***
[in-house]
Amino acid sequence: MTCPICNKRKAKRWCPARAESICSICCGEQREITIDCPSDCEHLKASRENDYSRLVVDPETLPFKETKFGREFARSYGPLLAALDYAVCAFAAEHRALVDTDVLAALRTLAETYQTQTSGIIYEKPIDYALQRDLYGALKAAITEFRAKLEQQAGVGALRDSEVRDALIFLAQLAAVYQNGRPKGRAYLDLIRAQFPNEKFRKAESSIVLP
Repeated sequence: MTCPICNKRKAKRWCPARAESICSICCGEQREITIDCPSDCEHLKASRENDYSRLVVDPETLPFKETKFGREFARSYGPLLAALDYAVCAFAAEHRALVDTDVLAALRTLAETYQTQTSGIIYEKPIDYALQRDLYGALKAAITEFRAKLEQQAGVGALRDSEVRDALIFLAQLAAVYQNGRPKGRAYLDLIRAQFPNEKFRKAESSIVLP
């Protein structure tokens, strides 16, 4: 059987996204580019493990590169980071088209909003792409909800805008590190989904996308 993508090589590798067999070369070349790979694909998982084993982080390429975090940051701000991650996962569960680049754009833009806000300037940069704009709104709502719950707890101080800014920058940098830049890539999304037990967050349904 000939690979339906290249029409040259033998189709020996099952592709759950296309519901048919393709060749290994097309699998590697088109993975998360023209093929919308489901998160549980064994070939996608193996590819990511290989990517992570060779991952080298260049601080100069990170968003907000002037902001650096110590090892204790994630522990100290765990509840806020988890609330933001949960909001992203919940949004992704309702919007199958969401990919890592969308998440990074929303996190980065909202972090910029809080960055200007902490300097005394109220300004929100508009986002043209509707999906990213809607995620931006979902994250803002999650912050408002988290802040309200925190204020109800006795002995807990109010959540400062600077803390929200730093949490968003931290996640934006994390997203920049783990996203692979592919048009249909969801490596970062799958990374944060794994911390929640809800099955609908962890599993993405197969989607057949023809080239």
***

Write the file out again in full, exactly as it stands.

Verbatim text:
[in-house]
Amino acid sequence: MTCPICNKRKAKRWCPARAESICSICCGEQREITIDCPSDCEHLKASRENDYSRLVVDPETLPFKETKFGREFARSYGPLLAALDYAVCAFAAEHRALVDTDVLAALRTLAETYQTQTSGIIYEKPIDYALQRDLYGALKAAITEFRAKLEQQAGVGALRDSEVRDALIFLAQLAAVYQNGRPKGRAYLDLIRAQFPNEKFRKAESSIVLP
Repeated sequence: MTCPICNKRKAKRWCPARAESICSICCGEQREITIDCPSDCEHLKASRENDYSRLVVDPETLPFKETKFGREFARSYGPLLAALDYAVCAFAAEHRALVDTDVLAALRTLAETYQTQTSGIIYEKPIDYALQRDLYGALKAAITEFRAKLEQQAGVGALRDSEVRDALIFLAQLAAVYQNGRPKGRAYLDLIRAQFPNEKFRKAESSIVLP
């Protein structure tokens, strides 16, 4: 059987996204580019493990590169980071088209909003792409909800805008590190989904996308 993508090589590798067999070369070349790979694909998982084993982080390429975090940051701000991650996962569960680049754009833009806000300037940069704009709104709502719950707890101080800014920058940098830049890539999304037990967050349904 000939690979339906290249029409040259033998189709020996099952592709759950296309519901048919393709060749290994097309699998590697088109993975998360023209093929919308489901998160549980064994070939996608193996590819990511290989990517992570060779991952080298260049601080100069990170968003907000002037902001650096110590090892204790994630522990100290765990509840806020988890609330933001949960909001992203919940949004992704309702919007199958969401990919890592969308998440990074929303996190980065909202972090910029809080960055200007902490300097005394109220300004929100508009986002043209509707999906990213809607995620931006979902994250803002999650912050408002988290802040309200925190204020109800006795002995807990109010959540400062600077803390929200730093949490968003931290996640934006994390997203920049783990996203692979592919048009249909969801490596970062799958990374944060794994911390929640809800099955609908962890599993993405197969989607057949023809080239």